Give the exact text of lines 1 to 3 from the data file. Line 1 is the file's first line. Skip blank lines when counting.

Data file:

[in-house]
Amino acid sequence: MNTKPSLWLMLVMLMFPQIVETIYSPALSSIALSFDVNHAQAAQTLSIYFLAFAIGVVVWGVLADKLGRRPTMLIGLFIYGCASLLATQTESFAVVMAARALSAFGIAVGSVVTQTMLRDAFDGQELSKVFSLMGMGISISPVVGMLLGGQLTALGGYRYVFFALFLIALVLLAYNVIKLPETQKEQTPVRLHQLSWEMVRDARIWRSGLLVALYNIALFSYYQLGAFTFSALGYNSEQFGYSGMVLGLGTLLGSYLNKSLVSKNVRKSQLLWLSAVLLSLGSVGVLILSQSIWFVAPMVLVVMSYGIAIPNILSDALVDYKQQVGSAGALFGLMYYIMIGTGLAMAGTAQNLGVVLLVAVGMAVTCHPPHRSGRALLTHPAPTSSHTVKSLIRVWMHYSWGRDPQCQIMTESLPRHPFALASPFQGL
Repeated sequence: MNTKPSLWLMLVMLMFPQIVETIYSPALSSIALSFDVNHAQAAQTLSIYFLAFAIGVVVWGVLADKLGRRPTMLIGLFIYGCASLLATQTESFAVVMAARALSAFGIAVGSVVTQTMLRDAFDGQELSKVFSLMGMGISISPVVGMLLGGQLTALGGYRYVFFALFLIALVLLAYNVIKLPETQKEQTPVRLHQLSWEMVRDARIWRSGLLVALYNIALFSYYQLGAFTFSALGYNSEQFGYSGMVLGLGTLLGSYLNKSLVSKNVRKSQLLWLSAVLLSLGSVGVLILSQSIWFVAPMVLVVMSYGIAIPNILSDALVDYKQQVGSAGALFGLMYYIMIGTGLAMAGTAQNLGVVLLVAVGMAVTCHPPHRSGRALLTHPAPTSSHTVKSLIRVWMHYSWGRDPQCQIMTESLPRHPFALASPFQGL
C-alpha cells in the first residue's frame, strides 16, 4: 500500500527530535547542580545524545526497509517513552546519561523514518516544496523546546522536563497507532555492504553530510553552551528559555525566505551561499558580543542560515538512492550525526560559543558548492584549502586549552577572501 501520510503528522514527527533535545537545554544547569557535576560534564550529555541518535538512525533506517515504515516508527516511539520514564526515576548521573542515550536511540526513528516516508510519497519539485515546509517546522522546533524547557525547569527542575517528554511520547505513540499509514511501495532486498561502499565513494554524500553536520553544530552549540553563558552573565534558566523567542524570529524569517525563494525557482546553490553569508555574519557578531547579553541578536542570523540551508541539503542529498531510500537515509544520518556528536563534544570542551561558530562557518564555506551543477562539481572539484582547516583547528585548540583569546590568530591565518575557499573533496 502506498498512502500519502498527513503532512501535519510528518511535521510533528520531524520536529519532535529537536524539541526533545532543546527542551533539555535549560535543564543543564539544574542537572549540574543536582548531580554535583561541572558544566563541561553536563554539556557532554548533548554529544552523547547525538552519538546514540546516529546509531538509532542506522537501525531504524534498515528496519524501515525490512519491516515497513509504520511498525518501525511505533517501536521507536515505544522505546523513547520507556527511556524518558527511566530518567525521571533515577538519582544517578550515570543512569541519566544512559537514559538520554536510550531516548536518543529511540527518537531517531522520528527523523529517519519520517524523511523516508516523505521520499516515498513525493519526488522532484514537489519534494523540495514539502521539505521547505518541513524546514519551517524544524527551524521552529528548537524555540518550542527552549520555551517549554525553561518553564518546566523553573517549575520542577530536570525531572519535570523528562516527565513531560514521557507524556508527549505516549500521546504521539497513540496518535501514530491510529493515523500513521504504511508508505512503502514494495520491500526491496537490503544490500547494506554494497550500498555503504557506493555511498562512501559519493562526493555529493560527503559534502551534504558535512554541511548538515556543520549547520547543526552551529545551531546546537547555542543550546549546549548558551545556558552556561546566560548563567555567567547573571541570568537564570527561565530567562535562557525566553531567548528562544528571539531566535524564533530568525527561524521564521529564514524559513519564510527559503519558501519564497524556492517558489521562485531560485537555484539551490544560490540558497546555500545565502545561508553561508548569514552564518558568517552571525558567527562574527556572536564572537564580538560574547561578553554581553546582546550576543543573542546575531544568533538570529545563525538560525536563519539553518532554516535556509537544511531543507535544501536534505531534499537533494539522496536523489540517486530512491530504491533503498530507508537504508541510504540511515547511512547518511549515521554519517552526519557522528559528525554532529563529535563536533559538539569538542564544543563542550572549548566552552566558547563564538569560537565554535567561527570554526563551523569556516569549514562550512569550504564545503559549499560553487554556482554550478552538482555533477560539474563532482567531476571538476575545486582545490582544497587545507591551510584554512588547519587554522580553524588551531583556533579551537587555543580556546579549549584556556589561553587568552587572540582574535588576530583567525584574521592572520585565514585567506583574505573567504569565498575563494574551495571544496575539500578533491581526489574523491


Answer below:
[in-house]
Amino acid sequence: MNTKPSLWLMLVMLMFPQIVETIYSPALSSIALSFDVNHAQAAQTLSIYFLAFAIGVVVWGVLADKLGRRPTMLIGLFIYGCASLLATQTESFAVVMAARALSAFGIAVGSVVTQTMLRDAFDGQELSKVFSLMGMGISISPVVGMLLGGQLTALGGYRYVFFALFLIALVLLAYNVIKLPETQKEQTPVRLHQLSWEMVRDARIWRSGLLVALYNIALFSYYQLGAFTFSALGYNSEQFGYSGMVLGLGTLLGSYLNKSLVSKNVRKSQLLWLSAVLLSLGSVGVLILSQSIWFVAPMVLVVMSYGIAIPNILSDALVDYKQQVGSAGALFGLMYYIMIGTGLAMAGTAQNLGVVLLVAVGMAVTCHPPHRSGRALLTHPAPTSSHTVKSLIRVWMHYSWGRDPQCQIMTESLPRHPFALASPFQGL
Repeated sequence: MNTKPSLWLMLVMLMFPQIVETIYSPALSSIALSFDVNHAQAAQTLSIYFLAFAIGVVVWGVLADKLGRRPTMLIGLFIYGCASLLATQTESFAVVMAARALSAFGIAVGSVVTQTMLRDAFDGQELSKVFSLMGMGISISPVVGMLLGGQLTALGGYRYVFFALFLIALVLLAYNVIKLPETQKEQTPVRLHQLSWEMVRDARIWRSGLLVALYNIALFSYYQLGAFTFSALGYNSEQFGYSGMVLGLGTLLGSYLNKSLVSKNVRKSQLLWLSAVLLSLGSVGVLILSQSIWFVAPMVLVVMSYGIAIPNILSDALVDYKQQVGSAGALFGLMYYIMIGTGLAMAGTAQNLGVVLLVAVGMAVTCHPPHRSGRALLTHPAPTSSHTVKSLIRVWMHYSWGRDPQCQIMTESLPRHPFALASPFQGL